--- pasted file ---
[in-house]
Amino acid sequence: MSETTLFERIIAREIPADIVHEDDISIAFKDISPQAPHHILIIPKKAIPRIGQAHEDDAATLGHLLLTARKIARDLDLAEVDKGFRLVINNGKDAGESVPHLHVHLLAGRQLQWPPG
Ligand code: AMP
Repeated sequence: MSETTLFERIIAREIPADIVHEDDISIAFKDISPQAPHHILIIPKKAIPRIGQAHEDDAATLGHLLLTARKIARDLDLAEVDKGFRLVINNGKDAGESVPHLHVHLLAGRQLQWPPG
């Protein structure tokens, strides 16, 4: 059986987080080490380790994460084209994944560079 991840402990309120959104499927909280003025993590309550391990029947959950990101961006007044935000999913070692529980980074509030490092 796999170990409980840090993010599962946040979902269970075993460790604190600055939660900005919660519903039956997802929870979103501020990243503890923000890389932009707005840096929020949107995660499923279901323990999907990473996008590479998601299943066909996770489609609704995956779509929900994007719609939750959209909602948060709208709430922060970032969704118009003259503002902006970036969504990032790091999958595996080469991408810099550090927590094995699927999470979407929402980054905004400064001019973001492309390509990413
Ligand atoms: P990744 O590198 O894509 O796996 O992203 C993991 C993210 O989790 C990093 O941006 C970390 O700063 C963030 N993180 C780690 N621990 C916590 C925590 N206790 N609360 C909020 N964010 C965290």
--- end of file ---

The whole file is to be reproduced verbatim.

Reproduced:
[in-house]
Amino acid sequence: MSETTLFERIIAREIPADIVHEDDISIAFKDISPQAPHHILIIPKKAIPRIGQAHEDDAATLGHLLLTARKIARDLDLAEVDKGFRLVINNGKDAGESVPHLHVHLLAGRQLQWPPG
Ligand code: AMP
Repeated sequence: MSETTLFERIIAREIPADIVHEDDISIAFKDISPQAPHHILIIPKKAIPRIGQAHEDDAATLGHLLLTARKIARDLDLAEVDKGFRLVINNGKDAGESVPHLHVHLLAGRQLQWPPG
């Protein structure tokens, strides 16, 4: 059986987080080490380790994460084209994944560079 991840402990309120959104499927909280003025993590309550391990029947959950990101961006007044935000999913070692529980980074509030490092 796999170990409980840090993010599962946040979902269970075993460790604190600055939660900005919660519903039956997802929870979103501020990243503890923000890389932009707005840096929020949107995660499923279901323990999907990473996008590479998601299943066909996770489609609704995956779509929900994007719609939750959209909602948060709208709430922060970032969704118009003259503002902006970036969504990032790091999958595996080469991408810099550090927590094995699927999470979407929402980054905004400064001019973001492309390509990413
Ligand atoms: P990744 O590198 O894509 O796996 O992203 C993991 C993210 O989790 C990093 O941006 C970390 O700063 C963030 N993180 C780690 N621990 C916590 C925590 N206790 N609360 C909020 N964010 C965290």